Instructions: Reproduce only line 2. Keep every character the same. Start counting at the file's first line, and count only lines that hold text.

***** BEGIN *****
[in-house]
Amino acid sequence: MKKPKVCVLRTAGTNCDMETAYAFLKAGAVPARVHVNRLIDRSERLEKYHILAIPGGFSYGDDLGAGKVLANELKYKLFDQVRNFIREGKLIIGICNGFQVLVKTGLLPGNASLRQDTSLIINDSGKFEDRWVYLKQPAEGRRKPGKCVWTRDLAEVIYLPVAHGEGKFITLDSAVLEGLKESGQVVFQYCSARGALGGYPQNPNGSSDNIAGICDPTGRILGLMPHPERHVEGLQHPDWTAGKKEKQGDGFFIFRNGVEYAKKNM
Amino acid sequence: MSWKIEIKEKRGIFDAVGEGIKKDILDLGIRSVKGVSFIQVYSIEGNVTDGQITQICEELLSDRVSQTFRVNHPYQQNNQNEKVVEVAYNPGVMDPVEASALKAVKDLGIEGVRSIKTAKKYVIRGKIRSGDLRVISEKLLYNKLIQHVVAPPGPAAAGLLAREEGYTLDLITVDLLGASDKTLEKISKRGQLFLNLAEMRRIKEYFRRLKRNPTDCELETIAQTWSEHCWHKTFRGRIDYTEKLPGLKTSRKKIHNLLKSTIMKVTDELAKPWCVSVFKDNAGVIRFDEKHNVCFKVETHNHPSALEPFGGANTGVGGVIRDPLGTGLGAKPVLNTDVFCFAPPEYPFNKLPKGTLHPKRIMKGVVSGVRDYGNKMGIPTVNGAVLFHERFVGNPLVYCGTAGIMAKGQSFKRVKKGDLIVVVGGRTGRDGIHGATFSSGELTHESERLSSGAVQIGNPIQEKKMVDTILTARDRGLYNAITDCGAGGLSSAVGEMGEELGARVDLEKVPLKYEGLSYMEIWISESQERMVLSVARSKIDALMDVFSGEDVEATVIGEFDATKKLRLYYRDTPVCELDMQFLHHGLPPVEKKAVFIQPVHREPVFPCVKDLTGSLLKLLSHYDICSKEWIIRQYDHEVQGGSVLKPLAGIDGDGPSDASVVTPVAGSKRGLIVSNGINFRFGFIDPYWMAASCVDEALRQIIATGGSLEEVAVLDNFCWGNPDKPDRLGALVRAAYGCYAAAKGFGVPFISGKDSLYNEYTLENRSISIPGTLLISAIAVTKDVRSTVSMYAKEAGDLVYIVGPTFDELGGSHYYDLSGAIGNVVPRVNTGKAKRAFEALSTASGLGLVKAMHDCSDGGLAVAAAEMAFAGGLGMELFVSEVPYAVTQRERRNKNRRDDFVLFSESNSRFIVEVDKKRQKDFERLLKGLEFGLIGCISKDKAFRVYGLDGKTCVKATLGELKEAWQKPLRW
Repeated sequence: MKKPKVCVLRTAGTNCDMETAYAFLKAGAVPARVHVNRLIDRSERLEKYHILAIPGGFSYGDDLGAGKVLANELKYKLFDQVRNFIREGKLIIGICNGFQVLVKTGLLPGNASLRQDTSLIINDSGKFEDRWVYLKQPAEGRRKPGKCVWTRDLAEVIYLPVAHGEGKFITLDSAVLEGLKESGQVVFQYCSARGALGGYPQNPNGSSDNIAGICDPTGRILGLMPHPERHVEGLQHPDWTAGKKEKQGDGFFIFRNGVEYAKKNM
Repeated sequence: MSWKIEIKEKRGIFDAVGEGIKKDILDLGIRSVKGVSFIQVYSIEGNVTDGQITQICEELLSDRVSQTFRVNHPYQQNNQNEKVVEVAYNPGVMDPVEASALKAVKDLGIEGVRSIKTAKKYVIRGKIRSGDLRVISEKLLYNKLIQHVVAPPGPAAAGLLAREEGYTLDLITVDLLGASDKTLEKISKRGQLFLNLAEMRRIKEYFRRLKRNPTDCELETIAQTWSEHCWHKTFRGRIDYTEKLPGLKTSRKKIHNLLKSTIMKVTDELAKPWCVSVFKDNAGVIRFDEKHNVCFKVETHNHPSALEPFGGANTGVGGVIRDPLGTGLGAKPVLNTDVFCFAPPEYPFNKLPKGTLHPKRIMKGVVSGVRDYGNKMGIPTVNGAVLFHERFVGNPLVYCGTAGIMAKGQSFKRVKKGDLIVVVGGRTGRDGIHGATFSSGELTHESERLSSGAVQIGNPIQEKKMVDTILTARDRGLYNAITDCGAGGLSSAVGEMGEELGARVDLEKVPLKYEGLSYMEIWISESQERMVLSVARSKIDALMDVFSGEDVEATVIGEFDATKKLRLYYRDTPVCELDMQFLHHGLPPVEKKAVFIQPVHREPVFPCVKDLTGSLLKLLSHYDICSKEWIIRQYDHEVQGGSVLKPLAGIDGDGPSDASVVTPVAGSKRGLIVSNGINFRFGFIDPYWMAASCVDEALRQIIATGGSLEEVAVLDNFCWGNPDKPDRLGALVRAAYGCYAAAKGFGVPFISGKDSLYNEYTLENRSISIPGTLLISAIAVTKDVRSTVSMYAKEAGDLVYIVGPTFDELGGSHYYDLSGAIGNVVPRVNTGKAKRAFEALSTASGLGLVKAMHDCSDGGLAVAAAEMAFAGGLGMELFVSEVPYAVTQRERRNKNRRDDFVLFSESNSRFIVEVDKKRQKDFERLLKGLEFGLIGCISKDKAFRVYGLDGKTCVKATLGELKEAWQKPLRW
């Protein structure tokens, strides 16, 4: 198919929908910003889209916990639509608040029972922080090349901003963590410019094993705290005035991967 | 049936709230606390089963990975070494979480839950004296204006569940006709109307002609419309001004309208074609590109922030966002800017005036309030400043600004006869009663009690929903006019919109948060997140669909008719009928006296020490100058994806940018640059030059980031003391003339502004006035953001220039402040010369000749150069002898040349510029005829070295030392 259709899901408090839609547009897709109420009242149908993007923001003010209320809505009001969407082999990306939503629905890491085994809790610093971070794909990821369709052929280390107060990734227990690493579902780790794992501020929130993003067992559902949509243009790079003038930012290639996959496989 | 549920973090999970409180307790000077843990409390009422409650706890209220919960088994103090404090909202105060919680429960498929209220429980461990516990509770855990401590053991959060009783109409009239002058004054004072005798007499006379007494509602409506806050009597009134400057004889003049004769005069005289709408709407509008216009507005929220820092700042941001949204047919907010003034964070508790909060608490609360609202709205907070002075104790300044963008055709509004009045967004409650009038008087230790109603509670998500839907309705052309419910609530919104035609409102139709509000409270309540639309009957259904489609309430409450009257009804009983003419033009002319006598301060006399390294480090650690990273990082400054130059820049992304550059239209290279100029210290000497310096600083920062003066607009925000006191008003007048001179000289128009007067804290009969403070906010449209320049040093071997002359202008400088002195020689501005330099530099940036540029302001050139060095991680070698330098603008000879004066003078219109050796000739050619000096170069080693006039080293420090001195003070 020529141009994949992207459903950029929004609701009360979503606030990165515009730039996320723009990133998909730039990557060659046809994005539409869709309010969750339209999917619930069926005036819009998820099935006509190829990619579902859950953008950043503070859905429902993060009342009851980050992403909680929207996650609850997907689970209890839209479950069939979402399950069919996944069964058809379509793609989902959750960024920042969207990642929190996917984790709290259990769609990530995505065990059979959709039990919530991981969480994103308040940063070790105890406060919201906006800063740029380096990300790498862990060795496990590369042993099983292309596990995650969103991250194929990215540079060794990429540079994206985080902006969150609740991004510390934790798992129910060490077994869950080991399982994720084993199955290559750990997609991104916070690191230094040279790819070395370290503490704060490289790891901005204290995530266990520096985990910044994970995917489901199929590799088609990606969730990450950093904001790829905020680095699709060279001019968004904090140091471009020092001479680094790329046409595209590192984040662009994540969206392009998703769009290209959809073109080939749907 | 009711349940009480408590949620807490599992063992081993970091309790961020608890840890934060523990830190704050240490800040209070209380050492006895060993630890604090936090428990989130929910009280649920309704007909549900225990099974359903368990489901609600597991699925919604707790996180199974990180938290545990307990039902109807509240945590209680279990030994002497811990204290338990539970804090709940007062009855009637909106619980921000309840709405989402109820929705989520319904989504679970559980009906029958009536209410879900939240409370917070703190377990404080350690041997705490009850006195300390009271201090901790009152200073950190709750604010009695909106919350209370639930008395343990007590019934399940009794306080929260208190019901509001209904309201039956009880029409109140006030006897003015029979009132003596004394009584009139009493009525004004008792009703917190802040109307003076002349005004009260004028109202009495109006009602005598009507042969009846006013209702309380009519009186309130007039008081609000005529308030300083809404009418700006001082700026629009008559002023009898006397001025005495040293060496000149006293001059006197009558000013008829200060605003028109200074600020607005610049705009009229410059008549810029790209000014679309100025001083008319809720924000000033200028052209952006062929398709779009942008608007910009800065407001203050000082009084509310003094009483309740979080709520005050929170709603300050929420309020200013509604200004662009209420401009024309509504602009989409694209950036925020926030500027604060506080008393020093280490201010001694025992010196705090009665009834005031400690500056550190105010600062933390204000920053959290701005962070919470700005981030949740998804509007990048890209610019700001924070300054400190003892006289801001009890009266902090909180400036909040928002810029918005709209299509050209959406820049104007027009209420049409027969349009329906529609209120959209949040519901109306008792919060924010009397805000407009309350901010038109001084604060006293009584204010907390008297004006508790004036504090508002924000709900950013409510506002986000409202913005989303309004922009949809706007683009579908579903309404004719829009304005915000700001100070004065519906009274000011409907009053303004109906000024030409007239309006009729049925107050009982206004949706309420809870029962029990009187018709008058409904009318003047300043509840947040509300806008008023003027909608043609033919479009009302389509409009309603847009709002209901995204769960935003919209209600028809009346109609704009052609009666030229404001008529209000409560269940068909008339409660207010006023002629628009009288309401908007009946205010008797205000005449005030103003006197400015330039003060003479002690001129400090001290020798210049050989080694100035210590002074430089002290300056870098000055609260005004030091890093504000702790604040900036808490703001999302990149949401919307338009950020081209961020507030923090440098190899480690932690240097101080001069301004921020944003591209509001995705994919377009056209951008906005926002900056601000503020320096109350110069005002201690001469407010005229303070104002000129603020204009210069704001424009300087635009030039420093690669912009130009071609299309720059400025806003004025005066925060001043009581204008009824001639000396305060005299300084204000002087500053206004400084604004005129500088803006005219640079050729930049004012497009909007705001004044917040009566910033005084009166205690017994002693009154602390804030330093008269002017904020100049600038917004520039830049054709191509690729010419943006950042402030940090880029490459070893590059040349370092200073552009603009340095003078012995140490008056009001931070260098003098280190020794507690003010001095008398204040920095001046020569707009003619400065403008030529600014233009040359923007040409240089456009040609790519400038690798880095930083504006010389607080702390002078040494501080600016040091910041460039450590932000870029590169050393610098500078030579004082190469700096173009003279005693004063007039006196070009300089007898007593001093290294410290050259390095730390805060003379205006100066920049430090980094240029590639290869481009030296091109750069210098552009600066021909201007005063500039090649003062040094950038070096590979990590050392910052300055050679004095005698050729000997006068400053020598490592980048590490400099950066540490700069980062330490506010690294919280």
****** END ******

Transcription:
Amino acid sequence: MKKPKVCVLRTAGTNCDMETAYAFLKAGAVPARVHVNRLIDRSERLEKYHILAIPGGFSYGDDLGAGKVLANELKYKLFDQVRNFIREGKLIIGICNGFQVLVKTGLLPGNASLRQDTSLIINDSGKFEDRWVYLKQPAEGRRKPGKCVWTRDLAEVIYLPVAHGEGKFITLDSAVLEGLKESGQVVFQYCSARGALGGYPQNPNGSSDNIAGICDPTGRILGLMPHPERHVEGLQHPDWTAGKKEKQGDGFFIFRNGVEYAKKNM